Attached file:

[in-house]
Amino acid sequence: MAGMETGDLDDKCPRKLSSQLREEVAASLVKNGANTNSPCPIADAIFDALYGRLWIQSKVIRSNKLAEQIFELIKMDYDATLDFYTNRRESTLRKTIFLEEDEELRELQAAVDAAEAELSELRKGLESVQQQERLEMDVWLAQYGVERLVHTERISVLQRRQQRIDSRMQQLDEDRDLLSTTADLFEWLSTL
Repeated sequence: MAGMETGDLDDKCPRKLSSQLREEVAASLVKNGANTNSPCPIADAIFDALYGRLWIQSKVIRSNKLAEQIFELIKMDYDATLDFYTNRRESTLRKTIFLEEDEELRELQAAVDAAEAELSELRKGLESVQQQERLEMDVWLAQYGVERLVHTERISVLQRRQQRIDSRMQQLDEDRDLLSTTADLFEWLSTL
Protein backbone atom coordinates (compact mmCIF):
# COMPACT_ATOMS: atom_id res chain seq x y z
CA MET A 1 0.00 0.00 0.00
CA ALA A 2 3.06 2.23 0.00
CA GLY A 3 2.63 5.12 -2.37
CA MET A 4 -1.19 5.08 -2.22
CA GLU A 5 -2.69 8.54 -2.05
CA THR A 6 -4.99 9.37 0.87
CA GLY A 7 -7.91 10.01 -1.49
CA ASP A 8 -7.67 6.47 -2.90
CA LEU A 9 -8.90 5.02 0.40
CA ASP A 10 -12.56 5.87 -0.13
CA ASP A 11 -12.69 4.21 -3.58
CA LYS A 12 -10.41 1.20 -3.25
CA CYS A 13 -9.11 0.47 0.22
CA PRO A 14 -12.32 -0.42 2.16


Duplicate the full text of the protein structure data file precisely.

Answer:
[in-house]
Amino acid sequence: MAGMETGDLDDKCPRKLSSQLREEVAASLVKNGANTNSPCPIADAIFDALYGRLWIQSKVIRSNKLAEQIFELIKMDYDATLDFYTNRRESTLRKTIFLEEDEELRELQAAVDAAEAELSELRKGLESVQQQERLEMDVWLAQYGVERLVHTERISVLQRRQQRIDSRMQQLDEDRDLLSTTADLFEWLSTL
Repeated sequence: MAGMETGDLDDKCPRKLSSQLREEVAASLVKNGANTNSPCPIADAIFDALYGRLWIQSKVIRSNKLAEQIFELIKMDYDATLDFYTNRRESTLRKTIFLEEDEELRELQAAVDAAEAELSELRKGLESVQQQERLEMDVWLAQYGVERLVHTERISVLQRRQQRIDSRMQQLDEDRDLLSTTADLFEWLSTL
Protein backbone atom coordinates (compact mmCIF):
# COMPACT_ATOMS: atom_id res chain seq x y z
CA MET A 1 0.00 0.00 0.00
CA ALA A 2 3.06 2.23 0.00
CA GLY A 3 2.63 5.12 -2.37
CA MET A 4 -1.19 5.08 -2.22
CA GLU A 5 -2.69 8.54 -2.05
CA THR A 6 -4.99 9.37 0.87
CA GLY A 7 -7.91 10.01 -1.49
CA ASP A 8 -7.67 6.47 -2.90
CA LEU A 9 -8.90 5.02 0.40
CA ASP A 10 -12.56 5.87 -0.13
CA ASP A 11 -12.69 4.21 -3.58
CA LYS A 12 -10.41 1.20 -3.25
CA CYS A 13 -9.11 0.47 0.22
CA PRO A 14 -12.32 -0.42 2.16